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Sulawesi is a small island in the Indonesian archipelago. Its geographic location makes it a hotbed of biodiversity, and it is home to species not found anywhere else on the planet. Many biologists have looked there to solve some of the mysteries of evolution, including McMaster’s Ben Evans.

“I’ve been interested in evolutionary processes in general and this has been an arena to explore things like how species disperse across marine barriers, how they compete with one another when they arrive in a novel habitat, and how adaptation occurs and what it depends on,” said Evans, whose work over the last 15 years has focused on endemic primate and frog species exclusive to Sulawesi.

The species garnering the most attention is the fanged frog, which Evans explained has been divided into subspecies based on body size. The larger frogs are found in fast-flowing water, while small frogs are found on land. These smaller frogs spend more time on land than in water, and have undergone a unique adaptation that Evans and his colleagues believe has occurred to combat predation.

Most frogs reproduce by laying eggs that are externally fertilized. One species of fanged frogs, however, gives birth to live tadpoles, while another lays eggs with jelly coats on leaves. Evans finds these discoveries fascinating, but he claims it is not the most interesting aspect of this adaptation.

“I think the more important message offered by this new species is that there’s a lot of diversity we don’t even know about and therefore that there’s a lot more research to be done,” he explained.

The unique reproduction of fanged frogs has been compared to that of placental and marsupial mammals.

“If you look at it coarsely, it’s quite similar in that internal fertilization and internal gestation in mammals is advantageous because it increases offspring survival,” Evans said.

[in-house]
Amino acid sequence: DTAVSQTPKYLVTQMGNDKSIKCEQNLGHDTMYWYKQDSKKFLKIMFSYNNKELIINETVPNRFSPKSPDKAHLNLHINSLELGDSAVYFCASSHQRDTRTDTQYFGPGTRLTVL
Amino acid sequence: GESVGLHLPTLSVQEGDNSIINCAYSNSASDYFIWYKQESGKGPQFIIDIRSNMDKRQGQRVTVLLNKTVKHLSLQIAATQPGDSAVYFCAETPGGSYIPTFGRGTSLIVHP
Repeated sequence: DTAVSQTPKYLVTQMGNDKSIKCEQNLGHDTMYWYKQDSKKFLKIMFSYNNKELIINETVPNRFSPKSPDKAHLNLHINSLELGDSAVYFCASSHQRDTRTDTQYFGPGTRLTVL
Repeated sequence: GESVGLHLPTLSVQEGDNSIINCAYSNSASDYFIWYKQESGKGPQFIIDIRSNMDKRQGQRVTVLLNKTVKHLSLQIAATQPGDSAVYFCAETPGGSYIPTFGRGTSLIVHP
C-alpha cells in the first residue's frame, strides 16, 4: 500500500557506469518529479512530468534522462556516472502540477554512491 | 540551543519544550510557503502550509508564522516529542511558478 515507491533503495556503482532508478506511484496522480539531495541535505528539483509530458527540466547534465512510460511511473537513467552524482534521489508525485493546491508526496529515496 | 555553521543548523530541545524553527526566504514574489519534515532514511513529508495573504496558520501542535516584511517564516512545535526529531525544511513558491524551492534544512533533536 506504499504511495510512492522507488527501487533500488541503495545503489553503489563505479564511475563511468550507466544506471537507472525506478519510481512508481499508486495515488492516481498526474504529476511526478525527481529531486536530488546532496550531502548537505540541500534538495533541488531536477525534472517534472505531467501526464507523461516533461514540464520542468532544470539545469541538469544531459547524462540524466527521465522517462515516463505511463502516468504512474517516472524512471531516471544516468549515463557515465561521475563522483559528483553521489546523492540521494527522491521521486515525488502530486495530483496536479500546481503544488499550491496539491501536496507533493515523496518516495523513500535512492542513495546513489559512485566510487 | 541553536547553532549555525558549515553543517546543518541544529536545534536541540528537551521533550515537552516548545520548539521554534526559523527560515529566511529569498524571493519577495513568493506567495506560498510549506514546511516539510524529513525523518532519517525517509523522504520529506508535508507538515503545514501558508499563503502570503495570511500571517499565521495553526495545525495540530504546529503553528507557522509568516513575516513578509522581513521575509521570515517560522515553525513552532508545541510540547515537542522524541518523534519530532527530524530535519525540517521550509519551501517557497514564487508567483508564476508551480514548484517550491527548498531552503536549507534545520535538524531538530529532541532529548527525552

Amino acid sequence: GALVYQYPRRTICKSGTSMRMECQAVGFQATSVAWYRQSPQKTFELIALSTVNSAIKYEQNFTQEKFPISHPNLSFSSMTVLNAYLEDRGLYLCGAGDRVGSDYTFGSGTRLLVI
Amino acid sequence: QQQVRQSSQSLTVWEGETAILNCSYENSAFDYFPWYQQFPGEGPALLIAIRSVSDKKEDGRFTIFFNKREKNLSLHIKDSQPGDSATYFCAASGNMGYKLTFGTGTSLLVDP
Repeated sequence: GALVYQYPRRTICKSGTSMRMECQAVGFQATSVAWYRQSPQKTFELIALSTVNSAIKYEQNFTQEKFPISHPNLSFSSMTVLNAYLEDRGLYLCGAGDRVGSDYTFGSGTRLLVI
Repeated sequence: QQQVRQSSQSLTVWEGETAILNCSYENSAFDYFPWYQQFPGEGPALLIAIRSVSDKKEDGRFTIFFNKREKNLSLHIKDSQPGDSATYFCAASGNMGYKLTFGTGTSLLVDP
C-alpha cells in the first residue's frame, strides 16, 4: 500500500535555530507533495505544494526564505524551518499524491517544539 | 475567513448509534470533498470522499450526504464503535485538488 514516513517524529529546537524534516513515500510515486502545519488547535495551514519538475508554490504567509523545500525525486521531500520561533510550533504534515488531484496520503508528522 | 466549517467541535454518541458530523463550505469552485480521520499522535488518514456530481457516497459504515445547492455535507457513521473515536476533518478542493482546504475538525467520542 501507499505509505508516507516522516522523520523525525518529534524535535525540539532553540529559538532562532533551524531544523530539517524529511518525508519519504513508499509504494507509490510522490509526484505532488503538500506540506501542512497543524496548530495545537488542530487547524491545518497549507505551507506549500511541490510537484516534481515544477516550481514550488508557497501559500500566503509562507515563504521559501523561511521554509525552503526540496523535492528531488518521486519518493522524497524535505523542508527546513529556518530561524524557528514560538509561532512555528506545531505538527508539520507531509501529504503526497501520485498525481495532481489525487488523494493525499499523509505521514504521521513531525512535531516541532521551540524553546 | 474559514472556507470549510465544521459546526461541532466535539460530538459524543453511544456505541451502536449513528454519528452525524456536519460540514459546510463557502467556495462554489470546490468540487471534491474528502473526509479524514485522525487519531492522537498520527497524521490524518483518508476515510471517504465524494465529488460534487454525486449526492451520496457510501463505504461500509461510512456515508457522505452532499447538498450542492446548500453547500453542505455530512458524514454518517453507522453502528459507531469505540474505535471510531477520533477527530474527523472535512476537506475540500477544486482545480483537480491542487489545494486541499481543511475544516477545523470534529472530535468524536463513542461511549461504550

However, there are still important distinctions to make between the two groups. The phenomenon of fanged frogs giving birth to live young has evolved separately from mammals’ ability to reproduce in the same way.

“It uses a distinct set of genetic tools and probably someway comparable to mammals but it’s an independent evolution of a similar characteristic,” Evans explained.

He added that a female fanged frog has been observed giving birth in standing water already containing tadpoles. He admits it cannot be confirmed yet whether or not the tadpoles came from the same female, though he believes it is unlikely.

“It’s probably the case that she doesn’t provision the tadpoles, so she doesn’t come and bring them food like a mammal would.”

This discovery opens many doors in the fields of evolutionary biology and genetics. Evans discussed his desire to better understand the specific details of how female fanged frogs are able to give birth to live tadpoles as well as the larger scale of species diversity on Sulawesi.

“That’s going to involve field work, genetic work, it’s going to involve careful ecological studies and comparison to other species of frogs, and even other vertebrates.”

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